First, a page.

If you have been told that you have an immature teratoma, you are probably very scared. This not only means cancer, but these tumors are usually found at a very young age.
What exactly is this type of germ cell tumor and how is it treated?
Immature teratomas are made up of tissue that resembles that of the embryo. They are malignant relatives of the very common mature cystic teratomas or dermoid cysts. When immature teratomas occur in combination with other germ cell tumors, they are called "mixed germ cell tumors."
Pure immature teratoma is extremely rare, accounting for about 1 percent of all ovarian cancers, but it is the second most common malignant tumor in the group of germ cell tumors .
Age of women with immature teratomas
In women younger than 20 years, these tumors account for 10 to 20 percent of all ovarian malignancies. About half of all immature teratomas can occur even earlier, between the ages of 10 and 20. They rarely occur in postmenopausal women .
Treatment for an immature teratoma includes surgery and chemotherapy. Patients with stage 1 immature Ia teratoma are generally treated with surgery only because the prognosis is excellent. When the tumor has progressed to grade 2 or 3, or is beyond stage Ia, chemotherapy is generally recommended.
Immature teratoma grade refers to the portion of tissue that contains immature nerve elements (resembling fetal organs). For example, according to the American Cancer Society , grade 1 immature teratoma consists mainly of benign tissue and only a few areas of cancerous tissue that can be seen under a microscope. The stage of an immature teratoma means how far it has spread; A stage I tumor means that its growth is restricted to the ovaries.
In women of reproductive age who wish to maintain fertility, removal of the affected ovary and surgical stage can be performed, leaving only the uterus and the other ovary. This can be done because the other ovary is rarely affected, but staging is still required to make sure the cancer has not spread.
When it spreads, it generally occurs in the same way as with epithelial ovarian cancer: in and around the organs within the abdominal cavity. Less commonly, it can spread to the lymph nodes and metastasize to distant areas such as the lungs and liver through the bloodstream .
Because it is a rare tumor, there is little research data available compared to what we have for the much more common epithelial ovarian cancer.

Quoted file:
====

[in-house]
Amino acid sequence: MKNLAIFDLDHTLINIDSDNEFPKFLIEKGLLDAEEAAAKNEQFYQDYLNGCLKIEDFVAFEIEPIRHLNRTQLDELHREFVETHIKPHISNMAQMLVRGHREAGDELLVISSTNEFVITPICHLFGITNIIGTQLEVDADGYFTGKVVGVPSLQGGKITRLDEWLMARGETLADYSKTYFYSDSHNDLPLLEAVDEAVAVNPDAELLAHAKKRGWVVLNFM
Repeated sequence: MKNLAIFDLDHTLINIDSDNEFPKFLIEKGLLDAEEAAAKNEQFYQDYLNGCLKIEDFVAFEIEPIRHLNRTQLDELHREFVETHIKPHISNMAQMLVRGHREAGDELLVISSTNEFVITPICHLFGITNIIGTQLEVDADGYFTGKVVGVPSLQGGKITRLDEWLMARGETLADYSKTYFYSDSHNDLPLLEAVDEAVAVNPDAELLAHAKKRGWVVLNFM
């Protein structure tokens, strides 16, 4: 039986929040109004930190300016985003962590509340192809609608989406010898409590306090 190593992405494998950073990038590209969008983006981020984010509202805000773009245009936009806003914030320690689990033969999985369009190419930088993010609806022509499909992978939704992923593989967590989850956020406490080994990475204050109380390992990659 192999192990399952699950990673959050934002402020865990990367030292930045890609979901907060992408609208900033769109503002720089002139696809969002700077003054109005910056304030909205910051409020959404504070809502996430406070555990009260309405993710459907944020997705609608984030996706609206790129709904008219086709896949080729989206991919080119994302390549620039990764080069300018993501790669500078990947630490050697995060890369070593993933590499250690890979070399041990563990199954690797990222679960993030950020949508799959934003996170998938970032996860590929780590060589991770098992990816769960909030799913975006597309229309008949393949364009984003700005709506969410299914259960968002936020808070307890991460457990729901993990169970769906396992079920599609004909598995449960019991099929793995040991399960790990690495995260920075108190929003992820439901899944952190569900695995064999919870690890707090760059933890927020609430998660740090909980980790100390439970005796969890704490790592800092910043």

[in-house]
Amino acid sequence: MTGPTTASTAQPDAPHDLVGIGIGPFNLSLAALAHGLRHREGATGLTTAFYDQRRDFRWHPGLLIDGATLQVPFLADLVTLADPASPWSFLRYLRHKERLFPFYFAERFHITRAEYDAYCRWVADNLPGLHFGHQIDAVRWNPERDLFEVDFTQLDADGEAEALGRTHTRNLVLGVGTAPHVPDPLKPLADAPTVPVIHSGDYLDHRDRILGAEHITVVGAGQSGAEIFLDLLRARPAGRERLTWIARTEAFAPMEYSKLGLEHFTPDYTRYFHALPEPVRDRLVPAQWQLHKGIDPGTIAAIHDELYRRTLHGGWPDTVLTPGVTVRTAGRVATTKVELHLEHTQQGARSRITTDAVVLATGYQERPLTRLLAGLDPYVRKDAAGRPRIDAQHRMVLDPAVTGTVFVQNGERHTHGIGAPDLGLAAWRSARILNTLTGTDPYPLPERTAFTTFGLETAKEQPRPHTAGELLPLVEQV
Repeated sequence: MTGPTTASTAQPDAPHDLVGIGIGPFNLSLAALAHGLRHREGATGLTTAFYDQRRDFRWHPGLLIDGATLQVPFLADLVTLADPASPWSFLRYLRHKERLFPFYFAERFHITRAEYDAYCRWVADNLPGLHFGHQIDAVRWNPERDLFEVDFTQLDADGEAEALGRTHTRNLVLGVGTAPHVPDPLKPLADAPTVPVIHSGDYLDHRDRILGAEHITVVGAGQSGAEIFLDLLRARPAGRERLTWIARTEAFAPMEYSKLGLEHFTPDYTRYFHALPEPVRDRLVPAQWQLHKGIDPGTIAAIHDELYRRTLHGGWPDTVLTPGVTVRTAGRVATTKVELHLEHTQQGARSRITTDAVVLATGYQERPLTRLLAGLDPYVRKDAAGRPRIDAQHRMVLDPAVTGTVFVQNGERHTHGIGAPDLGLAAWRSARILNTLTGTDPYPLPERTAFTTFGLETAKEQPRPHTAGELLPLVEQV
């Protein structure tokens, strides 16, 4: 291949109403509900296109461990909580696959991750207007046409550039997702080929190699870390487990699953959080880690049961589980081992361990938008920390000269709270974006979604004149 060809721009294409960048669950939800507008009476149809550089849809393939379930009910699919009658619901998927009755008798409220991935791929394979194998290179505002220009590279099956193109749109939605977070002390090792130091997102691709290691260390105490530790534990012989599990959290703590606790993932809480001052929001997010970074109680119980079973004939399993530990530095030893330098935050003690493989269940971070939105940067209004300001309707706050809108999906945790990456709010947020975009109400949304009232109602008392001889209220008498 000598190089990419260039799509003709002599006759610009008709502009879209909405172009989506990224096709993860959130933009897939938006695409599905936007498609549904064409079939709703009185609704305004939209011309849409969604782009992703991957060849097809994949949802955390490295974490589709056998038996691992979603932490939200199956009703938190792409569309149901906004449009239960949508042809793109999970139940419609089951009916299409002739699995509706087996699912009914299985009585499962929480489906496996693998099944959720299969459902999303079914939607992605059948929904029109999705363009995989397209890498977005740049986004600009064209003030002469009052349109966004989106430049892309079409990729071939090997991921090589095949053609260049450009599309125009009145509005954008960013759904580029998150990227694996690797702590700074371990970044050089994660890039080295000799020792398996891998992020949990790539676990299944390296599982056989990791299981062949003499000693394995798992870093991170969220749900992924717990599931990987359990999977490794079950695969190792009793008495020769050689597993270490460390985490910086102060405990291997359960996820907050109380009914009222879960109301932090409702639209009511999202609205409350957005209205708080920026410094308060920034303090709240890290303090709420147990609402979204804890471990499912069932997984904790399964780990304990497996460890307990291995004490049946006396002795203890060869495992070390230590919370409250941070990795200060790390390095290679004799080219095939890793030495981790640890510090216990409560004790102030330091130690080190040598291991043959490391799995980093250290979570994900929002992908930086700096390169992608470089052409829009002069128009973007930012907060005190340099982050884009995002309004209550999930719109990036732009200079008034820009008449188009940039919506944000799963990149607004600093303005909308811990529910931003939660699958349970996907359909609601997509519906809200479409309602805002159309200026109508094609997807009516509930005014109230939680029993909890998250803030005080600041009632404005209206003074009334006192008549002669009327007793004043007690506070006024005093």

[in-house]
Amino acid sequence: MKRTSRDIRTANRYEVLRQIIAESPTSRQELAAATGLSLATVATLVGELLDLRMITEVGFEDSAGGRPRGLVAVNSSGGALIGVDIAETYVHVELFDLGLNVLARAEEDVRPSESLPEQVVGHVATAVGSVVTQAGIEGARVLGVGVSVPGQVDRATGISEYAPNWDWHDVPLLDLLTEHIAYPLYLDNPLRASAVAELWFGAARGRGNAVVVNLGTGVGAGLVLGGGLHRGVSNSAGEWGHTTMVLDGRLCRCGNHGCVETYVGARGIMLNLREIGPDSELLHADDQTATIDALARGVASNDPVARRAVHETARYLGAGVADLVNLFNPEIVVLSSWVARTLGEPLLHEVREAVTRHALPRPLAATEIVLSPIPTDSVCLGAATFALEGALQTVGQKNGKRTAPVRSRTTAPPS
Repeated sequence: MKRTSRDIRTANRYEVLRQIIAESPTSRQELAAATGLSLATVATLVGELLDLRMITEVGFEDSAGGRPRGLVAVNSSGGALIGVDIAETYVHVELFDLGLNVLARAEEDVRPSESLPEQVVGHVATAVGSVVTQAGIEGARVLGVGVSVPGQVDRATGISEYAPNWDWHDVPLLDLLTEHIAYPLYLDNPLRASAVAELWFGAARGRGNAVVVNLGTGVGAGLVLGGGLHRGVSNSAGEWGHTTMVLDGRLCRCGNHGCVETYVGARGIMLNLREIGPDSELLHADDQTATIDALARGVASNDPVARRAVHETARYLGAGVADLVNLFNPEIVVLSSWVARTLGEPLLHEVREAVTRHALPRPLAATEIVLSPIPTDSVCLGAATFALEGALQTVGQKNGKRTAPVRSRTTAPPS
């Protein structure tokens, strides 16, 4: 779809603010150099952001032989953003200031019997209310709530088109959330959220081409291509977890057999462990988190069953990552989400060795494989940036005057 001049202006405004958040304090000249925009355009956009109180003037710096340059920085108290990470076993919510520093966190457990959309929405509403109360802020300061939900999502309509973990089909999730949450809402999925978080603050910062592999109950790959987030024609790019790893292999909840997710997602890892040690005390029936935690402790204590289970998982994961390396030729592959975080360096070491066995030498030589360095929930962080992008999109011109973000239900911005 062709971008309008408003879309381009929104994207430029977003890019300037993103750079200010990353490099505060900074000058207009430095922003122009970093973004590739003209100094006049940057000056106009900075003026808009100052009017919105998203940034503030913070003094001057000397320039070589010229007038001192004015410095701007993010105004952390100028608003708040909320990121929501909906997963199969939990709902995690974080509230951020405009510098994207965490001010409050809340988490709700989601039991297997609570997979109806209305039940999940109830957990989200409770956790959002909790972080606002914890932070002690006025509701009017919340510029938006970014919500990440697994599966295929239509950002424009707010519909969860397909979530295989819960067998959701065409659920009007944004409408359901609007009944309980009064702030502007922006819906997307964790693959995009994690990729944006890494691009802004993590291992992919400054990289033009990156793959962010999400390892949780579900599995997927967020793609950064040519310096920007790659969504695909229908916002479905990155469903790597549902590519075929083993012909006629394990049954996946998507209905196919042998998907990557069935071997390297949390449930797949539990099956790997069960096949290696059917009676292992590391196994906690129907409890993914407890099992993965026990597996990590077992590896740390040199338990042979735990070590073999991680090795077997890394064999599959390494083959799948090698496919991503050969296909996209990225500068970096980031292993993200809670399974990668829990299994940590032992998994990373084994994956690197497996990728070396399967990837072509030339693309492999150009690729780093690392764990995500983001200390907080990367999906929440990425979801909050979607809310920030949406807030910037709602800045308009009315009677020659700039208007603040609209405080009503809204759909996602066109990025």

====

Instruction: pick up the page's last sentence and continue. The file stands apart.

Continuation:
The specific drugs in these combinations, known as BEP when used together:
Second-line treatments, known as VAC, include:
Much of the information about this disease comes from the experience of male patients with testicular cancer ; however, the Gynecologic Oncology Group (GOG) has published several small multicenter studies. BEP is currently the recommended initial treatment in most cases. cases, but VAC mode can also be used, especially in relapses.
Follow-up after treatment
Follow-up after treatment for immature teratoma is generally based on clinical investigations, symptoms, and imaging instruments such as computed tomography. This means that your healthcare provider can schedule a scan if you develop new symptoms or feel something on the exam. Routine examination is not recommended at this time and there are no reliable tumor markers.
The extent of the tumor is the most important predictor in the early stage of the disease; prognosis refers to a person's chances of recovery. In other words, even if the immature teratoma is in an advanced stage, the grade is very important (as long as all visible cancers can be surgically removed).
In all stages, the five-year survival rate for grade 1 disease is approximately 82 percent and falls to approximately 30 percent for grade 3 disease. The five-year survival rate for disease in Stage 1 is 90 to 95 percent, while the survival rate for advanced stages drops to about 50 percent for grade 1-2 cancer and 25 percent or less for grade 3 cancer.
How to deal with the diagnosis
Being diagnosed with cancer is scary at the same time that you have to make important decisions about your own health or the health of your child. Here are some tips to help you through this difficult time:
- Asking a lot of questions.
- Consider getting a second opinion.
- Find out all you can about your diagnosis; This appears to have benefits that not only keep you informed, but can also affect your prognosis.
- Ask your PCP about clinical trials.
- Find out what you can do to maintain fertility in cancer .
Since this is a rare tumor, you probably don't have a support group in your community, but online cancer communities can often allow you to speak to many other people dealing with this same rare disease.
Keep in mind that cancer treatments are improving (statistics are numbers that tell us how well someone has done in the past, perhaps before new treatments were available). Learn how to protect yourself or your child as a cancer patient so you can feel empowered on your journey.